Castlevania Requiem Review – Worthwhile Resurrection?
Platform: PS4 (reviewed)
Release: 26th October 2018
After years of waiting, Konami finally announced something new for one of their most popular series: Castlevania, fitting for the launch of Netflix´s second season of the series. However, instead of a new entry, Castlevania Requiem is a mere port of the all-time classic Symphony of the Night and its predecessor Rondo of Blood for the PS4. Luckily, you can´t make much wrong with a simple port, right? Right.
Instead of going over why Symphony of the Night is, let´s take a look at Rondo of Blood instead, before diving into the port itself. After all, does someone really need the 1000th text praising how amazing its sprites look, how fluid its controls still are or how overly detailed everything is? I was interested in this collection for this title alone since I never really completed it, and it´s still one amazing game no one should miss, as it teaches so much about level design, progression and more, laying the foundation for many titles to come.
So, enough of that, Rondo of Blood is something completely different, especially when you completed Symphony of the Night first like me. Where latter offers an “open” castle with many secrets and things you can return to with the right equipment, former is similar to classic 2D action games of that era. It opted for linear levels with a clear end and beginning and no way to return to them. Instead, we´re playing as a Belmont with his iconic whip and slay our way to Dracula through many, quite diverse levels, all with their own unique design.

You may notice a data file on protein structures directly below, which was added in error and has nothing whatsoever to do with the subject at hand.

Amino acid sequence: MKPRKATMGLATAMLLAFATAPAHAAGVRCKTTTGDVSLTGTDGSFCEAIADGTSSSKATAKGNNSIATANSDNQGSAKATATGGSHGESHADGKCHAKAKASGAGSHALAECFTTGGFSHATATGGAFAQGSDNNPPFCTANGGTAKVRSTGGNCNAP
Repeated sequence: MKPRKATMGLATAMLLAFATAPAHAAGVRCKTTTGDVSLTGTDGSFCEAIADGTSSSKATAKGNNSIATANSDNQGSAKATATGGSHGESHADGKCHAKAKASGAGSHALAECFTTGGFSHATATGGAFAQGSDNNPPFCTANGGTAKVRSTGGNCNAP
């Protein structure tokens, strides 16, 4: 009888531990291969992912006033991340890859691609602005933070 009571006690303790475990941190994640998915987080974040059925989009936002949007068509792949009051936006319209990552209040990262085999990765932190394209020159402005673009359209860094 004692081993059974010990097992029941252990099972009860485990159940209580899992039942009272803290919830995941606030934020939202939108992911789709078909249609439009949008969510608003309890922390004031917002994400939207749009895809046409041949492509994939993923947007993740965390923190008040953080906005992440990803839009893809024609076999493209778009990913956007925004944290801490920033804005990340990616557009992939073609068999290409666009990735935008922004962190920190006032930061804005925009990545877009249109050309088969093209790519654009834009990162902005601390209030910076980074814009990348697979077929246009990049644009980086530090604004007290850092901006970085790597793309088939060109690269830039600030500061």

Yet, what most intrigued me, was the unguided way you could “complete” those levels and it was possible to passively choose 1 of 4 routes, depending which level you complete in which way, you can get a completely different one than another player. Naturally, many bosses can be skipped or discovered this way, enabling a lot of replayability despite never having the giant, well-designed world of a Symphony of the Night. Not to say, Rondo of Blood is badly designed, it just feels so much older in comparison. Belmont is a bit slower, a bit choppier in his animations and executions than Alucard, creating a more stiff feeling gameplay, that can frustrate you one or two times. Combined with the sometimes mediocre level design, that seemingly can´t decide how difficult a level should be and messing up the whole progression curve as a result, it´s something clearly enjoyable but only for fans who want to see more classic Castlevania.
Port-wise, Castlevania Requiem is acceptable … at best. As you might have already seen, all menus designed for this port look quite awful, with stretched or pixelated images, almost blending together with the options and selection screens. It just feels like a fan-made project, rather than a fully fleshed out port like we´ve seen from Capcom´s Mega Man Legacy series. Additionally, the edition doesn´t add any new content, nor is based on any upgraded version but rather the mediocre PSP ones. All in all, it offers the bare minimum like Scanlines and such in the options, some decent backgrounds for the black bars and all that basic stuff but never feels like anything more than a mere low-budget project.
In the end, Castlevania Requiem isn´t a bad option if you´ve never played any of those two games, as it´s still a working port. Nonetheless, don´t expect anything fancier than that.
[A Review Code was provided by Konami]